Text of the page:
Since the Edmonton Elks last faced off against the B.C. Lions in Vancouver — a 59-15 drubbing in their season opener just 56 days ago — head coach and general manager Chris Jones has made 83 separate changes to his team’s roster.
A revolving door depth chart has long been the trademark of a man who would cut his mother if it meant securing a win and frankly, it’s hard to blame him. Despite any promises of victory from president Victor Cui, the Elks are a 2-5 team looking up at the rest of the West Division and Jones has yet to craft a winning formula from the wreckage left by the organization’s previous regime.
Every one of those roster moves will play a small role in determining the outcome when these two teams meet again on Saturday night and in many ways, things are looking up for the Elks.
Undeniably improved and getting healthy for the first time, this is a game that could be much closer than the double-digit spread would suggest. However, Edmonton will enter BC Place at a slight disadvantage thanks, in part, to one of Chris Jones’ roster moves from long before the current campaign ever kicked off.
That’s because, for all his in-season wheeling and dealing, the Elks will be playing a man short at BC Place.
On paper, the above statement is provably false but in practice, there is no other way to describe a depth chart that features three kickers.
In addition to Sergio Castillo and new punter Jon Ryan, the Elks will be forced to dress Australian Ryan Meskell on Saturday. A career 26-of-39 on field goals at the University of Hawaii, his best bet is to contribute as a kickoff specialist — something he did well in college, but brings little of value to a professional roster.
Love it or hate it — I’ll make no attempts to convince you either way in this article — the CFL’s Global initiative makes clear that one international player must be on the game-day roster of every team. With Danish offensive lineman Steven Nielsen battling illness, the team had no option but to choose between Meskell and Brazilian kicker Rafael Gaglianone for the final spot in the lineup.
With Tomas Jack-Kurdyla dressing to replace Nielsen as the sixth offensive lineman, Edmonton will have one less body available to cover kicks for what has been a questionable special teams unit. However, it didn’t need to be this way.
All the way back on February 28, in one of his first moves as the team’s general manager, Jones cut three players from the Elks roster. All three were Globals and all three had previous game experience.
The message was clear: Jones would tolerate Nielsen as a depth piece — his college pedigree and prior NFL interest guaranteed that — but he had no desire to humour any other Global position players. He reinforced that opinion in the 2022 Global Draft when he and assistant GM Geroy Simon, fresh off being B.C.’s director of Global scouting, selected kickers with all three picks and spent their first-rounder on 30-year-old punter Ben Griffiths, who never showed up to camp.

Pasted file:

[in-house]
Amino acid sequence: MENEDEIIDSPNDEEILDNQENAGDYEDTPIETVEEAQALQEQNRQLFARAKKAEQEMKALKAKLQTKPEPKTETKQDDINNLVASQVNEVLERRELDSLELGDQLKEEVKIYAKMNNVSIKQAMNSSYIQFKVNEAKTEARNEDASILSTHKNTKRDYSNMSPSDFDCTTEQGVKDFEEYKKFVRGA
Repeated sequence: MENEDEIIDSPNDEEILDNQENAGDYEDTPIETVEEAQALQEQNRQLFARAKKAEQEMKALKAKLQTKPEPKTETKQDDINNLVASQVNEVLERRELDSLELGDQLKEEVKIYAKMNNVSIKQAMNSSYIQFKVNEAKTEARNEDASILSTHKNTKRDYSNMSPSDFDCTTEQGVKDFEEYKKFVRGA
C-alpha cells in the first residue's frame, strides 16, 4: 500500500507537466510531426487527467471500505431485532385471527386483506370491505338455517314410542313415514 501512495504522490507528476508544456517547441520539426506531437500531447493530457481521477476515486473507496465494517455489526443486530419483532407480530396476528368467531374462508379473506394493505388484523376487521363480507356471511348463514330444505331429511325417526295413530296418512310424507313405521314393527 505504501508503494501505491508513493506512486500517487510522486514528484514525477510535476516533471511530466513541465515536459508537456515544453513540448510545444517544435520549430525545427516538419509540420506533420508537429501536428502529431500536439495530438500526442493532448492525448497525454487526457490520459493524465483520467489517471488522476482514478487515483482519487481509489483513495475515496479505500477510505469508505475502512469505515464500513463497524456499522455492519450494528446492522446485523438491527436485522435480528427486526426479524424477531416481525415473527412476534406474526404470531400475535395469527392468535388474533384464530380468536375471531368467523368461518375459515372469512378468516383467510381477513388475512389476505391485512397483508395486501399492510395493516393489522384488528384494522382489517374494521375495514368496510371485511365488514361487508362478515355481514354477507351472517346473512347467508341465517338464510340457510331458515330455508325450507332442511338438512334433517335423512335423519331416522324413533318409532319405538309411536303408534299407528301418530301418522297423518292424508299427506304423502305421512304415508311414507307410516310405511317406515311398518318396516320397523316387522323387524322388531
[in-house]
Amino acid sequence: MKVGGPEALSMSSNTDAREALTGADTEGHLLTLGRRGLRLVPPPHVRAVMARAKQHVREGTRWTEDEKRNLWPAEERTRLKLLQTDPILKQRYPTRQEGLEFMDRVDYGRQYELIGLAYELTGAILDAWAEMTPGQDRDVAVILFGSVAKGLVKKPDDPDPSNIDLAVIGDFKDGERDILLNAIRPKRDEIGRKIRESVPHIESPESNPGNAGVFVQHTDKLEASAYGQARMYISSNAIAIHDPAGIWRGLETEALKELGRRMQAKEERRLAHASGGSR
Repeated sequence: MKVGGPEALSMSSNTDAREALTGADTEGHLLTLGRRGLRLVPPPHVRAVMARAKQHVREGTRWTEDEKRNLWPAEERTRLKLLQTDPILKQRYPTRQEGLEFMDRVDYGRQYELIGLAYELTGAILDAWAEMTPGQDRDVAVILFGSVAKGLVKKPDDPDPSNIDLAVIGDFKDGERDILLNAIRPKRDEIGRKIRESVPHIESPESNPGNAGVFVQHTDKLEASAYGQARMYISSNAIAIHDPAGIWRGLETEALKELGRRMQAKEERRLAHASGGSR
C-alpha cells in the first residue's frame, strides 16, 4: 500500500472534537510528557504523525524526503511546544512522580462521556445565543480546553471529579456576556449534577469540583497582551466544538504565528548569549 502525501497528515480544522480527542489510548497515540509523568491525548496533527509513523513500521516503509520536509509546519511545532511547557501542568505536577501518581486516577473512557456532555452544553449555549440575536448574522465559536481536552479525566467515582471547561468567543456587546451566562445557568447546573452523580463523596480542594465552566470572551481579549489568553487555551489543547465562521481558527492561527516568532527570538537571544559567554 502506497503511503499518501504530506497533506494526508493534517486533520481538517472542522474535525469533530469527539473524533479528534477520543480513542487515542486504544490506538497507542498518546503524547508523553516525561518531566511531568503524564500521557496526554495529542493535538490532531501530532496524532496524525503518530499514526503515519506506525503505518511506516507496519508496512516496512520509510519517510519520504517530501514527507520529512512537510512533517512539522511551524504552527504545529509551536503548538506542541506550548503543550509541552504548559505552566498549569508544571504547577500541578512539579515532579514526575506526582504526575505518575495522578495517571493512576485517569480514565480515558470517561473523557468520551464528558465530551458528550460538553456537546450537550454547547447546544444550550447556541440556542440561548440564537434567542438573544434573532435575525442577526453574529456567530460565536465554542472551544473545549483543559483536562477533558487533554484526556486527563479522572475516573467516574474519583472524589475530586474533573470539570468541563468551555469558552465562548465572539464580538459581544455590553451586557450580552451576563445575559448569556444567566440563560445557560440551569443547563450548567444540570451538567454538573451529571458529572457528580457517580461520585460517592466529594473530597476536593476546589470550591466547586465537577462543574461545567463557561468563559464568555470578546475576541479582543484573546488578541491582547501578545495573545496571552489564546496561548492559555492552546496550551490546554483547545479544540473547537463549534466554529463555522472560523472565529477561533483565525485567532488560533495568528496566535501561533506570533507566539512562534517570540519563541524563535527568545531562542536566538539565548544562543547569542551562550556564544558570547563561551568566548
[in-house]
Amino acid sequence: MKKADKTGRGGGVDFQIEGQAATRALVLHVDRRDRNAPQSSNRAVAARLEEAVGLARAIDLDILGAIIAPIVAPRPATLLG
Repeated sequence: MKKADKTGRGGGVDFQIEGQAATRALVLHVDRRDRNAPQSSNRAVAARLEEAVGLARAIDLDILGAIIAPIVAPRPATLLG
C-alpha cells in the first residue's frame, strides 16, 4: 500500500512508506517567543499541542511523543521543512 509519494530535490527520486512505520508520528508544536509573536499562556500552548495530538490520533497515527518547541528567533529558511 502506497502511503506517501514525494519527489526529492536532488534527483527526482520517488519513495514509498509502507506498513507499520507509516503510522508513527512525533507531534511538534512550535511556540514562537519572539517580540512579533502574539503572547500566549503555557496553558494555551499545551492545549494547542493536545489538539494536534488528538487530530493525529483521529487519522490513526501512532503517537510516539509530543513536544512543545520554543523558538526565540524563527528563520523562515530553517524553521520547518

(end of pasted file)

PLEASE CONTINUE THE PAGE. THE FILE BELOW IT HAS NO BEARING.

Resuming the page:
It is easy to dismiss those decisions from Jones and there are undoubtedly many Elks fans who share his ambivalence towards Global players. Nevertheless, three years of data have shown us that this is the worst type of strategy to employ with the mandatory roster quota and a failure to stock up on capable special teams bodies is now coming back to bite Edmonton.
All of this would hardly be worthy of a footnote in the game preview if not for a fortuitous twist. On that fateful day in February, the Elks released Mexican receiver Diego Viamontes and French linebacker Maxime Rouyer, both of whom might have been nice to have right now. However, the third player cut will actively get the chance to hurt them on Saturday.
Belgian defensive tackle Tibo Debaillie, an unheralded third-round Global pick out of Towson University, had played three games in 2021, recording a single tackle in extremely limited reps. Few fans would know his name, a player so inconsequential that he found out that he was released by reading a Dave Campbell tweet. Elks’ management claims they tried to contact him via multiple avenues, but Debaillie never received their communication.
“I’ve never talked to Chris Jones about that. I’ve never met him, I’ve never spoken to him at all. One night I came back from the gym and I was on the couch, just chilling with my dad and my mom, and all of a sudden I see on Twitter that I got released,” the native of tiny Gistel, Belgium told me last week.
“I’ve never heard anything from Edmonton. Not a text, not an email, not a phone call.”
It seemed clear Debaillie’s CFL adventure was over and he signed with the Potsdam Royals of Germany. That was until the B.C. Lions emailed him, desperate to replace departed Global special teamer Niklas Gustav.
With all due respect to Thiadric Hansen’s ability to get garbage-time sacks and cover kicks, what Debaillie has managed since has been the best performance to date by a Global position player. He has played roughly half the Lions’ reps at nose tackle through six games, recording nine tackles and a sack. He often sees the field in key moments and goal line situations, receiving a level of complete trust no other international player has.
Meanwhile, Edmonton has struggled to find a competent American defensive tackle to plug a gap. Isn’t irony delicious?
As heart-warming as his story has been, Debaillie’s presence won’t win B.C. the game and playing short-handed won’t cost Edmonton. However, either through flawed evaluation or lack of effort from the Elks, the Lions picked up an impact player off the scrap heap that the green and gold could have desperately used.
In an industry where the margins of victory are as thin as they are in pro football, sometimes that’s what separates the good teams from the bad.
Editor’s note: This article has been updated to reflect the Edmonton Elks’ assertion that they attempted to contact Debaillie to inform him of his release.